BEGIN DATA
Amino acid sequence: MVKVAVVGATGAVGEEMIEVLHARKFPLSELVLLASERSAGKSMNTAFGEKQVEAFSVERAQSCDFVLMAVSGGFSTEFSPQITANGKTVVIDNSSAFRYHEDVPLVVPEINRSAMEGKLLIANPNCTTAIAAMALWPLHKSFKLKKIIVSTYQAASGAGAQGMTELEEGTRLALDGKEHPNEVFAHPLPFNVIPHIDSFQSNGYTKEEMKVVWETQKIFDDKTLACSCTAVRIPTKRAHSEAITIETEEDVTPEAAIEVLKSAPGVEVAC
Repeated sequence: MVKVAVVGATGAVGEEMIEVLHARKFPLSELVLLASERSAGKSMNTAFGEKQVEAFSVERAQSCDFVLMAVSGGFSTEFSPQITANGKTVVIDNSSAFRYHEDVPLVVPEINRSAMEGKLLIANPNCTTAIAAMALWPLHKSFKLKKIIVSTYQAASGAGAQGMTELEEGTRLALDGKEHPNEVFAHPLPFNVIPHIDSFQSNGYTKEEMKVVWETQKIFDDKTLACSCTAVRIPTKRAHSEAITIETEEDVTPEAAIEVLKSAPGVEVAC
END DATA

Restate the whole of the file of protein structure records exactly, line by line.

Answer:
Amino acid sequence: MVKVAVVGATGAVGEEMIEVLHARKFPLSELVLLASERSAGKSMNTAFGEKQVEAFSVERAQSCDFVLMAVSGGFSTEFSPQITANGKTVVIDNSSAFRYHEDVPLVVPEINRSAMEGKLLIANPNCTTAIAAMALWPLHKSFKLKKIIVSTYQAASGAGAQGMTELEEGTRLALDGKEHPNEVFAHPLPFNVIPHIDSFQSNGYTKEEMKVVWETQKIFDDKTLACSCTAVRIPTKRAHSEAITIETEEDVTPEAAIEVLKSAPGVEVAC
Repeated sequence: MVKVAVVGATGAVGEEMIEVLHARKFPLSELVLLASERSAGKSMNTAFGEKQVEAFSVERAQSCDFVLMAVSGGFSTEFSPQITANGKTVVIDNSSAFRYHEDVPLVVPEINRSAMEGKLLIANPNCTTAIAAMALWPLHKSFKLKKIIVSTYQAASGAGAQGMTELEEGTRLALDGKEHPNEVFAHPLPFNVIPHIDSFQSNGYTKEEMKVVWETQKIFDDKTLACSCTAVRIPTKRAHSEAITIETEEDVTPEAAIEVLKSAPGVEVAC